I watched the last sunset of 2020 in Agra, the city known to host the beautiful Taj Mahal. If the warm orange sun reflected my fervent wish to welcome a new year, the haze may have been a prescient warning of the months ahead.
The COVID-19 vaccination drive started in India in January 2021, and the daily number of positive cases remained low. With this improved situation, in March for the first time after the pandemic hit the country, I ventured out and took a domestic flight to visit a project site in Western India. At the airport I did not see much adherence to social distancing.
A month later into mid-April, everything suddenly started to reverse at full speed. I felt breathless watching the news of oxygen shortages across the country. The wail of ambulances filled the midnight air. Health facilities and human resources were completely overstretched. Journalists were reporting the reality from overflowing hospitals and devastated communities, risking their own lives. The country was at a full-fledged war, battling COVID-19.
I felt shrouded by the same darkness and uncertainty that descended on us in March 2020, followed by a full lockdown for two months. I remember wondering how I could bring my team together and if we would be able to stand by the people of India in their hour of need. Despite all the unimaginable odds, in 2020 we achieved more than I could have ever imagined.
A year later, therefore, I thought I had become more experienced to cope with the COVID-19 crisis. Yet, it felt harder this time to navigate through the crisis. Unlike last year, this time everybody in the team was affected. In total, about 120 colleagues tested positive between April and May, some of whom were hospitalised. We had to look for oxygen cylinders and available hospital beds for colleagues whose conditions worsened. Many had to take care of their family members or close kin either at home or in a hospital. Many were mourning the loss of their loved ones. We lost two dear colleagues in our UNDP family. This crisis was very personal.
Confronted with this nature of crisis, I kept thinking about my parents and how they coped after the devastating earthquake in Kobe in 1995. How people in Japan rose out of the destruction of World War II. In India, I witnessed the same kind of resilience and strength in people around me.
Thankfully the COVID-19 tsunami receded, and a sense of respite started to spread in early June. When I look back at UNDP’s work for the first half of the year, I see almost no gap in delivering critical support on the ground.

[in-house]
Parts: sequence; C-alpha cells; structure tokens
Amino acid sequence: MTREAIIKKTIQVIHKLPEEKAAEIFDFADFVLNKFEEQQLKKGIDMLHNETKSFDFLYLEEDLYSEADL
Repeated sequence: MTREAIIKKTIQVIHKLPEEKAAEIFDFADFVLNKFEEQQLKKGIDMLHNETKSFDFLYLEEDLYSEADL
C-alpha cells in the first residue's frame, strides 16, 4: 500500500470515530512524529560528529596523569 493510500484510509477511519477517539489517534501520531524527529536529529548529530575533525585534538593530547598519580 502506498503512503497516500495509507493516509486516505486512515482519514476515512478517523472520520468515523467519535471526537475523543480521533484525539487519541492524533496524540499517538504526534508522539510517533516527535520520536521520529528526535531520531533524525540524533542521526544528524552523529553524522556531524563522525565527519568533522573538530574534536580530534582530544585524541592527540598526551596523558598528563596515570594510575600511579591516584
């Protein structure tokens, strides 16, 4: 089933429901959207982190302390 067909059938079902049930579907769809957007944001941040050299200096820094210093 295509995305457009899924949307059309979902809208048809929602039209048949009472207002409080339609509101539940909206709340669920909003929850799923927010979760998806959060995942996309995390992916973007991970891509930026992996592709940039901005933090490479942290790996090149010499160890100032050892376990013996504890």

We have established eleven oxygen generation plants in the Northeast region. To support the government, UNDP embarked on a mammoth task of training more than one million personnel on using the Co-WIN software (Winning over COVID). We are helping the most marginalized and vulnerable community with social protection and livelihood opportunities. We are making a difference by imparting digital literacy to the elderly and people with disabilities. We have helped lessen the impacts of climate change and underpin a green recovery from the COVID-19 pandemic. We have made efforts to make COVID-19 response third gender inclusive.
With time to pause and reflect in recent weeks, I gather three lessons from this crisis: the importance of Empathetic Leadership, Self-management, and Peer Support.
Let me explain.
Empathy and kindness are essential to care, support and motivate the team. The following words of Jacinda Ardern, Prime Minister of New Zealand, resonate with me so well. “One of the criticisms I've faced over the years is that I'm not aggressive enough or assertive enough, or maybe somehow, because I'm empathetic, it means I'm weak. I totally rebel against that. I refuse to believe that you cannot be both compassionate and strong.”
Secondly, we will exhaust our stamina if we run this marathon with a sprinter’s speed. According to a quick internal survey among UNDP leadership, only a third of us saw ourselves in the “performance zone” engulfed in wave after wave of COVID-19 outbreaks; the rest saw themselves between “survival”, “burn-out” and “recovery” zones. I felt relieved in a way to know that other colleagues were facing similar challenges. With the help of my new activity tracking ring, which scores my daily sleep, readiness, and activities, gradually, I am adjusting my work life balance these days.
And comes peer support. A special feature of a multilateral organization as large as ours is having a big family – of over 120 peers around the world. During the recent crisis, colleagues from around the world reached out to me, checked on how I was coping, and offered ‘surge’ support (staff deployments in crisis situation) by releasing colleagues from their duty station to join my team virtually. The advice, support and camaraderie offered by my peers have helped me navigate through the crisis.
The midpoint of this year has passed. My wish for a better time remains the same as when I saw the sunset in Agra. Having seen the resilience and strength of India and its people, I have less disquietude and feel more optimistic.